SERVICE.--Fremont's advance on Springfield, Mo., October 13-November 3, 1861. March to Syracuse November 9-17, thence to LaMine River December 7 and to Georgetown, Mo., December 15. To LaMine Bridge December 23 and duty there until January 25, 1862. Curtis' advance on Springfield, Mo., January 25-February 11. Campaign against Price February and March. Battles of Pea Ridge, Ark., March 6-8. March to Sugar Creek March 10, thence to Cross Timbers. March to Batesville April 5-May 3. Moved to Cape Girardeau, Mo., thence to Pittsburg Landing, Tenn., May 11-24. Advance on and siege of Corinth, Miss., May 26-30. Pursuit to Booneville June 1-16. Duty at Jacinto, Miss., until August 4. Reconnaissance to Bay Springs, Miss., August 4-7. Bay Springs August 5. March to Murfreesboro, Tenn., August 8-September 1, thence to Louisville, Ky., in pursuit of Bragg, September 3-26. Pursuit of Bragg into Kentucky October 1-15. Battle of Perryville, Ky., October 8. Lancaster October 15. March to Nashville, Tenn., October 17-November 7 and duty there until December 26. Wilson's Creek Pike December 25. Advance on Murfreesboro, Tenn., December 26-30. Nolensville, Knob Gap, November 26. Triune December 27. Battle of Stone's River December 30-31, 1862, and January 1-3, 1863. At Murfreesboro until June. Reconnaissance to Versailles March 9-14. Operations on Edgeville Pike June 4. Middle Tennessee or Tullahoma Campaign June 24-July 7. Liberty Gap June 24-27. Occupation of Middle Tennessee until August 16. Passage of the Cumberland Mountains and Tennessee River and Chickamauga (Ga.) Campaign August 16-September 22. Guard supply trains over Mountain in rear of Bragg's army during battle of Chickamauga. Siege of Chattanooga, Tenn., September 24-October 27. Reopening Tennessee River October 26-29. Chattanooga-Ringgold Campaign November 23-27. Battles of Lookout Mountain November 23-24. Mission Ridge November 25. Taylor's Ridge, Ringgold Gap, November 27. At Whiteside, Ala., until January 27, 1864. Regiment veteranized January 12, 1864. Veterans on furlough January 27-March 19. Moved to Cleveland, Tenn., and duty there until May. Atlanta (Ga.) Campaign May 1 to September 8, 1864. Tunnel Hill May 6-7. Demonstration on Rocky Faced Ridge May 8-11. Buzzard's Roost Gap May 8-9. Demonstration against Dalton May 9-13. Battle of Resaca May 14-15. Near Kingston May 18-19. Near Cassville May 19. Advance on Dallas May 22-25. Operations on line of Pumpkin Vine Creek and battles about Dallas, New Hope Church and Allatoona Hills May 25-June 5. Operations about Marietta and against Kenesaw Mountain June 10-July 2. Pine Hill June 11-14. Lost Mountain June 15-17. Assault on Kenesaw June 27. Ruff's Station, Smyrna Camp Ground, July 4. Chattahoochie River July 5-17. Peach Tree Creek July 19-20. Siege of Atlanta July 22-August 25. Flank movement on Jonesboro August 25-80. Red Oak August 28-29. Rough and Ready August 31. Battle of Jonesboro August 31-September 1. Lovejoy Station September 2-6. Pursuit of Hood, into Alabama, October 3-26. Nashville Campaign November-December. Columbia, Duck River, November 24-27. Battle of Franklin November 30. Battle of Nashville December 15-16. Pursuit of Hood, to the Tennessee River, December 17-28. Moved to Huntsville, Ala., and duty there until March, 1865. Expedition to Bull's Gap and operations in East Tennessee March 15-April 22. At Nashville, Tenn., until June. Moved to New Orleans, La., June 16, thence to Indianola, Texas, July 7. Duty at San Antonio and at New Braunfels, Texas, until December. Mustered out December 8, 1865.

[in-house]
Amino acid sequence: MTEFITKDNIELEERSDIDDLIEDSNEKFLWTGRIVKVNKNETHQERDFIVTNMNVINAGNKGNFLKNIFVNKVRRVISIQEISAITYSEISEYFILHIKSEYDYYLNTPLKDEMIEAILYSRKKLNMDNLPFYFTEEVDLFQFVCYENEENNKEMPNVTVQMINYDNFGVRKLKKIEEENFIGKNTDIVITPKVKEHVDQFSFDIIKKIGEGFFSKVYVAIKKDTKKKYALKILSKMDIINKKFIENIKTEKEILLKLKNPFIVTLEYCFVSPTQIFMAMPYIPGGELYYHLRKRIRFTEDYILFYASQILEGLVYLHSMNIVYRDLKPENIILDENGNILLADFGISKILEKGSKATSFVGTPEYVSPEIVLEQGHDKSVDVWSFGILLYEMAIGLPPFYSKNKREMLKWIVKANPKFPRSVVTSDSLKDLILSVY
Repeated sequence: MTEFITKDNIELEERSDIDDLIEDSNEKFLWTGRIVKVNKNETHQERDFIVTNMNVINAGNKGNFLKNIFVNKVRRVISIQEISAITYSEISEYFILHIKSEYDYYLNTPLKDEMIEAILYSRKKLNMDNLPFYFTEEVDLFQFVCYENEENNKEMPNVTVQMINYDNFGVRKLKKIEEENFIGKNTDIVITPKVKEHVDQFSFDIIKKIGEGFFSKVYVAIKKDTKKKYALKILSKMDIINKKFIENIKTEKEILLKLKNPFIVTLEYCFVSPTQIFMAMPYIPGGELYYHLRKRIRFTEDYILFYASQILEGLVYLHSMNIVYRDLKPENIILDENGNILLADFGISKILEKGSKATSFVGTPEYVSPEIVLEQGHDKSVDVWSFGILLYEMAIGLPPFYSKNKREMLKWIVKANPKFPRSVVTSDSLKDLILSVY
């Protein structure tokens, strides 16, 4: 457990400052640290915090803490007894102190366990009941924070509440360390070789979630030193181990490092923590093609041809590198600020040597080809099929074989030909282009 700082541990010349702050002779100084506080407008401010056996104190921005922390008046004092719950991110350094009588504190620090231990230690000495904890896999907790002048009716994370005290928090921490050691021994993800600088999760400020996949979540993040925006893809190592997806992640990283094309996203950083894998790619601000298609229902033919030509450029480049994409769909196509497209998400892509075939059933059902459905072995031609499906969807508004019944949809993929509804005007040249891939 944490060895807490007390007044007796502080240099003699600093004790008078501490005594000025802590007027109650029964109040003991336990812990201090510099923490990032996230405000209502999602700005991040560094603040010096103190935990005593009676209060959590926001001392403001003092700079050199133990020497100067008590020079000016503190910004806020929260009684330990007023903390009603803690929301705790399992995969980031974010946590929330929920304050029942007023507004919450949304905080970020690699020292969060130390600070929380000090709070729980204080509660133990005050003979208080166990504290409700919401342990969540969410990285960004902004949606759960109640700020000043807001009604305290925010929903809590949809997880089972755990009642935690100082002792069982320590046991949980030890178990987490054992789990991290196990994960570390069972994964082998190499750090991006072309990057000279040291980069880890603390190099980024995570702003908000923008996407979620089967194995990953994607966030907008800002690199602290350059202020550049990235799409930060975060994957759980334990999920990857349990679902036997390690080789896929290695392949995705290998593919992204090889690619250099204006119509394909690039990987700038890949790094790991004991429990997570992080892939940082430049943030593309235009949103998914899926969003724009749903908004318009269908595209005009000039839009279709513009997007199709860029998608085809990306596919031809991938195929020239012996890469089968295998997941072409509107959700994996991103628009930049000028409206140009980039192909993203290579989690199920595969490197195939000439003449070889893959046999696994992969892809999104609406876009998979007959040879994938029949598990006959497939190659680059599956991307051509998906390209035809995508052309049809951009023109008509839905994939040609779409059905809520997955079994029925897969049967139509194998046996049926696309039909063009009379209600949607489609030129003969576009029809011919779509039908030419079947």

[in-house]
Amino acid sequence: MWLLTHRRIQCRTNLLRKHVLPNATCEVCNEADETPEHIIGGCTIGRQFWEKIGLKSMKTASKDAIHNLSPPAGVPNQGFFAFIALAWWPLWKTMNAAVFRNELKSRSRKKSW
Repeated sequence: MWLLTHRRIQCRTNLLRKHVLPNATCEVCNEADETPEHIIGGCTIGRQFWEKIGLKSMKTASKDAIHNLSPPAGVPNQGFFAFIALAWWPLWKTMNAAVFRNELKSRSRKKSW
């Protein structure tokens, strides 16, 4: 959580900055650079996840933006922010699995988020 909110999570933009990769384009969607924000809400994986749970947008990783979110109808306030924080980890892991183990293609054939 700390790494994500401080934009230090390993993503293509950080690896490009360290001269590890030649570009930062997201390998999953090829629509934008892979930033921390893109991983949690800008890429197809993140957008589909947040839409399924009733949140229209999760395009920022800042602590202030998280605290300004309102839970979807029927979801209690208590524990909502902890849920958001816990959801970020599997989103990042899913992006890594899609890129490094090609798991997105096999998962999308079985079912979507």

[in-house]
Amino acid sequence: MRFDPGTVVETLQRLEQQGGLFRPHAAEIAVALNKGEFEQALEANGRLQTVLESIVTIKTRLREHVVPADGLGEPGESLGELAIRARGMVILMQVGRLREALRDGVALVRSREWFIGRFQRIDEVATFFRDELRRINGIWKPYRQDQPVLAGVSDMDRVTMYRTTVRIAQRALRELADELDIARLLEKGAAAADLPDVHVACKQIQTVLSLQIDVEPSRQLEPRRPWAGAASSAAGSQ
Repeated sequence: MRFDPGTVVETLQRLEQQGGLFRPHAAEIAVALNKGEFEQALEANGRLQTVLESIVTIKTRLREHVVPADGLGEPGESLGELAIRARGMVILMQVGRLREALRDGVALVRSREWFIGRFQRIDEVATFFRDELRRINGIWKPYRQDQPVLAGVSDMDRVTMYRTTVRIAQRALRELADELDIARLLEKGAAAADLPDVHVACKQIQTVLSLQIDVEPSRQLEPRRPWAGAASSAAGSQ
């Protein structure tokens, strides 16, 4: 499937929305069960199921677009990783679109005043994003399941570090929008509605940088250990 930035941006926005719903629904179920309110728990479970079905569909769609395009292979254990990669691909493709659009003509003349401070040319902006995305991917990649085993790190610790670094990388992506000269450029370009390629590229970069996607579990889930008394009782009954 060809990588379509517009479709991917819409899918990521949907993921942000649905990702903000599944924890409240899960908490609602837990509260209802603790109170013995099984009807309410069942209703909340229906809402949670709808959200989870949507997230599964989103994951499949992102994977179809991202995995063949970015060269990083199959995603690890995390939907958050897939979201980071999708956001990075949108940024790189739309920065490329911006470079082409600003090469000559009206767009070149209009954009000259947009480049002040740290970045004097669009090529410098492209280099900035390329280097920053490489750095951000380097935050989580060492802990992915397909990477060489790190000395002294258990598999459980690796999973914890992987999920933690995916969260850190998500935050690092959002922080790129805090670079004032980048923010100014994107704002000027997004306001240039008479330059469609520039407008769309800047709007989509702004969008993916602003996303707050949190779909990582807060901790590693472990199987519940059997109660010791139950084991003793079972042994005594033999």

Regiment lost during service 4 Officers and 105 Enlisted men killed and mortally wounded and 4 Officers and 117 Enlisted men by disease. Total 230.